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Author Topic: Misused Comma
Member # 1955

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Up until recently, I've just used commas whenever it felt right, when the story's narrative voice gave a pause. Now it looks like I've been comma slicing all over the place. Yet sometimes, I'm not sure if I sliceing or dicing.

For instance:
Jake shook his head as he skimmed, his fists tearing at the paper.

Jake sensed as he stepped outside himself, that is, he was two selves, present and present.

He had lived his life respecting the police, like the time they told him to move his box from 36th street, he moved it without a gripe.

Perhaps in that last instance a semicolon would do better, but then again, for some reason, I can't overuse. I'm afraid to exceed the semicolon quota.

What are some simple ways of identifying misused commas? Much info on the web is not geared toward fiction, for there is a difference between fiction with its narritive voices and impersonal non-fiction.

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Robert Nowall
Member # 2764

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I think you'd be better off slicing-and-dicing a little more here, making them into two or more separate sentences.
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Member # 2192

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You might find some of the information you're looking for on the National Punctuation Day web site or the Chicago online web site, referenced in your other thread. And again, a good reference book comes in handy often.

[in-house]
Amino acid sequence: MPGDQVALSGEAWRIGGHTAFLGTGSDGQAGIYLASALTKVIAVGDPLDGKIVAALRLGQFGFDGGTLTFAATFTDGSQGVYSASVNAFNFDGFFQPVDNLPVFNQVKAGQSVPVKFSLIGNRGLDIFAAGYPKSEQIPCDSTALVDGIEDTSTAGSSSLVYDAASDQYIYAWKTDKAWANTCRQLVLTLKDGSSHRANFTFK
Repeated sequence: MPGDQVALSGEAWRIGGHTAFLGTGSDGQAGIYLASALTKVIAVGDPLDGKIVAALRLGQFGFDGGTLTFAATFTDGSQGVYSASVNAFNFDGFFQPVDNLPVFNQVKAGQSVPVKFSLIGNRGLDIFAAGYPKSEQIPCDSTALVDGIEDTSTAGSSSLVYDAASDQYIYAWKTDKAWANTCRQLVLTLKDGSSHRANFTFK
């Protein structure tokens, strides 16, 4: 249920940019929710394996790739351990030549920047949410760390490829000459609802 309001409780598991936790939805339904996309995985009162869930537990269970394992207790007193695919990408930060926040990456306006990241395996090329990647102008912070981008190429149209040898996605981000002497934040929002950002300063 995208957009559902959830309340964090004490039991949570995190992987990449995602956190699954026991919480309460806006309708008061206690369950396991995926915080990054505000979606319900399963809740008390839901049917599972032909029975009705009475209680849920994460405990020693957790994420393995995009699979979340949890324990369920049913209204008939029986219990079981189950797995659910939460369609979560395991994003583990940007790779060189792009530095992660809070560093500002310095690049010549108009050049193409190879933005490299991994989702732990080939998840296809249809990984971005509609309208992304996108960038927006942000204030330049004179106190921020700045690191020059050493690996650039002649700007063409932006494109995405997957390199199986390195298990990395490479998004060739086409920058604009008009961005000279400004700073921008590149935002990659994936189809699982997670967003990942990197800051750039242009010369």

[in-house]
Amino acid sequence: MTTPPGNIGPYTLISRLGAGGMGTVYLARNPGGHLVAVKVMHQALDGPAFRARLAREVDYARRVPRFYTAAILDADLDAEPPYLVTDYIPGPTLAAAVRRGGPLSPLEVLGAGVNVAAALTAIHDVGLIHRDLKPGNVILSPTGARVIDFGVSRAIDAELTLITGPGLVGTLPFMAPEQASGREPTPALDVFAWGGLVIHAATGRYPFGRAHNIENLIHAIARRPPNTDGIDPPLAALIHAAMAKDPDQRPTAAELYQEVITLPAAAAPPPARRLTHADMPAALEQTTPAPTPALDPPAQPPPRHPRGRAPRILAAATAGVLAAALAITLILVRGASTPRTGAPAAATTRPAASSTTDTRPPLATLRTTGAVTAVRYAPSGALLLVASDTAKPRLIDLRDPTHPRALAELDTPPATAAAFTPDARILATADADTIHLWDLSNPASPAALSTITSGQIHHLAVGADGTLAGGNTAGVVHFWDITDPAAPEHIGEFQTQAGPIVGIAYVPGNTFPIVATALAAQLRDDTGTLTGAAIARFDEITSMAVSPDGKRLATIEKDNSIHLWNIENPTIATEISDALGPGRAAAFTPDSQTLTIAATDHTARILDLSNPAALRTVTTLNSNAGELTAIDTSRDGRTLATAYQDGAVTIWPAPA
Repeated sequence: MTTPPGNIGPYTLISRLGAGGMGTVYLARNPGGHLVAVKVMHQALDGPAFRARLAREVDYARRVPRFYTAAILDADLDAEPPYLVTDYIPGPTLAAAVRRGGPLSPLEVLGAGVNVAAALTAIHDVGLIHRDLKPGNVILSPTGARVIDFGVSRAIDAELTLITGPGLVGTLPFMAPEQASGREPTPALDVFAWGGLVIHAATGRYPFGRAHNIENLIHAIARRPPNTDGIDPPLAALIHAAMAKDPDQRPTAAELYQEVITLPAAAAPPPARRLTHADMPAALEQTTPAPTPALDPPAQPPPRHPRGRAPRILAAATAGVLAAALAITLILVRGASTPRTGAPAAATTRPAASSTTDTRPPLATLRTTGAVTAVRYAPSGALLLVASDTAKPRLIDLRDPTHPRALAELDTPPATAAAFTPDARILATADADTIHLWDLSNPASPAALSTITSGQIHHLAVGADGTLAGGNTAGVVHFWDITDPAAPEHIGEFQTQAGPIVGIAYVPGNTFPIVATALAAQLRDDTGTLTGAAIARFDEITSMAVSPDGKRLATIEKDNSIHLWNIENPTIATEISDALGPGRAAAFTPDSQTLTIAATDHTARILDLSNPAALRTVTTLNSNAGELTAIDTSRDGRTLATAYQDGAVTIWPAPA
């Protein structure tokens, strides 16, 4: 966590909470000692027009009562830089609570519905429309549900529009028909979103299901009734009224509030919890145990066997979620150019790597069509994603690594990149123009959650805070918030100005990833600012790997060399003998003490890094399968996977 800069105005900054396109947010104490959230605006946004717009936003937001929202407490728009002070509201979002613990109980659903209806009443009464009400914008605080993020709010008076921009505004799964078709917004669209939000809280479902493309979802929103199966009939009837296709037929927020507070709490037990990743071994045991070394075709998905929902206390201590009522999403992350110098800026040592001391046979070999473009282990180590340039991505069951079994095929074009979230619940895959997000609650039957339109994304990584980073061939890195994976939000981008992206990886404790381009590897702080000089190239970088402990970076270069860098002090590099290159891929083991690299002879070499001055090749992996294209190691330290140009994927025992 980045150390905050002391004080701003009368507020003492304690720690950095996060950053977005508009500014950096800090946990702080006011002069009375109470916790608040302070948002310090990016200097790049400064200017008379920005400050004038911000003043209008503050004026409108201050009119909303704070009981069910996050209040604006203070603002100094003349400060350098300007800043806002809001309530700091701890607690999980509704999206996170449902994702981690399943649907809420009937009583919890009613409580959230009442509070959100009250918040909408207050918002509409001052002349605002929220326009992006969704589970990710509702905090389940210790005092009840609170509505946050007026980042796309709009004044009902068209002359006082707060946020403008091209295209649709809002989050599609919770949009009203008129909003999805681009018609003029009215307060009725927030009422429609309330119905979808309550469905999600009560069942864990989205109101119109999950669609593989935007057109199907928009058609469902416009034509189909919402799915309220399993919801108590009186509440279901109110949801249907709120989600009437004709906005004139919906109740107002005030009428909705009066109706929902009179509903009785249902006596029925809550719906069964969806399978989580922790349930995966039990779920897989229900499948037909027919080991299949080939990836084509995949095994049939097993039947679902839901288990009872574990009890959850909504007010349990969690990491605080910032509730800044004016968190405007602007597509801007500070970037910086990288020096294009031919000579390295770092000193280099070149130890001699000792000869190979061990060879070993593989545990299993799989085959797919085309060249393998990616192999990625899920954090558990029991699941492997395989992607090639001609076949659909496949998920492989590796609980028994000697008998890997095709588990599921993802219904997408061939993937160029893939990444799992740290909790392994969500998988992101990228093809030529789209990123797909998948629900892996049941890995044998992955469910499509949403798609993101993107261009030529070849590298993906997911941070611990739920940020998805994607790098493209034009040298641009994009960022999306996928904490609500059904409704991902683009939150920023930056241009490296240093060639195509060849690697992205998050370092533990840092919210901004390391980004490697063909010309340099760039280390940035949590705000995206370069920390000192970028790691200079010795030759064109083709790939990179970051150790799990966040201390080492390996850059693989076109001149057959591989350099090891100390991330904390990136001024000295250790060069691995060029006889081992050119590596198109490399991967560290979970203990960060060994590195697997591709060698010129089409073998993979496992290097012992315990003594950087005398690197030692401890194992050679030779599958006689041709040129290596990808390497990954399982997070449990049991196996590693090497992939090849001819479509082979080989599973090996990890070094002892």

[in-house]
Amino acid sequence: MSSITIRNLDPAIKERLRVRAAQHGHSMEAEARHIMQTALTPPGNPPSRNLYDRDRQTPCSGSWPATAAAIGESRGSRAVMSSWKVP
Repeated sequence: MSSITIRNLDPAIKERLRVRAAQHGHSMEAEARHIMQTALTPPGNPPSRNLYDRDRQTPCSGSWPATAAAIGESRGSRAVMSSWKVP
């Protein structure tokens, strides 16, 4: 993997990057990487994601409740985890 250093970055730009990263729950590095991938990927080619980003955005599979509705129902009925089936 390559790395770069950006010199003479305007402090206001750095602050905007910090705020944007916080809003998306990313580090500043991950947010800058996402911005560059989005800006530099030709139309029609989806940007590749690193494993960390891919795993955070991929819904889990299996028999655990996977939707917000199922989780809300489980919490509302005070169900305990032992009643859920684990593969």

I suspect you mean "splice," though, not "slice." It's when you use a comma to join independent clauses instead of a semicolon.

Clarissa killed the evil robot monkeys, she used her laser rifle, they were really evil.

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Member # 3379

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Do you have a copy of Strunk and White's Element of Style? They have a very nice section on commas, which seems as relevant to fiction as any other category.

I love commas. I put them everywhere. Then I take them out. Then I put them back in. Does anyone remember which writer characterized his day's work along the lines of, "This morning, I put a comma in. This afternoon, I took it back out."

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Member # 2192

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Member # 2648

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There is no more solid investment than a good copy of Strunk and White. Okay, maybe real estate.

But it's a good one nonetheless.


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Member # 1738

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All they will tell you is that if your comma is separating two grammatical sentences, it is a comma splice. They cannot list every possible combination of two grammatical sentences for you. If you don't know how to identify a grammatical sentence, try replacing it with a period and see if either resulting sentence is a fragment.

Supposedly you can always replace a comma splice with a semicolon. It's the punctuation equivalent of "through": A dumb rule designed to make sure intellectuals can tell who is really who. At least, that was my intellectual ex-brother-in-law's reasoning on the spelling of "through."

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Member # 1438

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I'd rather see too many commas than not enough. It's annoying to have to go back and re-read a sentence when a comma would have prevented the backtracking.

[This message has been edited by Kolona (edited June 06, 2006).]

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Member # 2267

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In the examples you gave, I only saw a comma problem on the last one (yes, a semicolon fixes it). In standard grammar, a comma splice is wrong, except when the sentences are very short and very parallel ("I came, I saw, I conquered" -- and I think in 2006 we'd use semicolons). Semicolons can be overused I'm sure, and I probably do it, but that's style, not "wrong." Breaking into separate sentences is also good.

I did see on the one about sensing a problem, but it wasn't commas; it was that sensing needed an object and I didn't find one.

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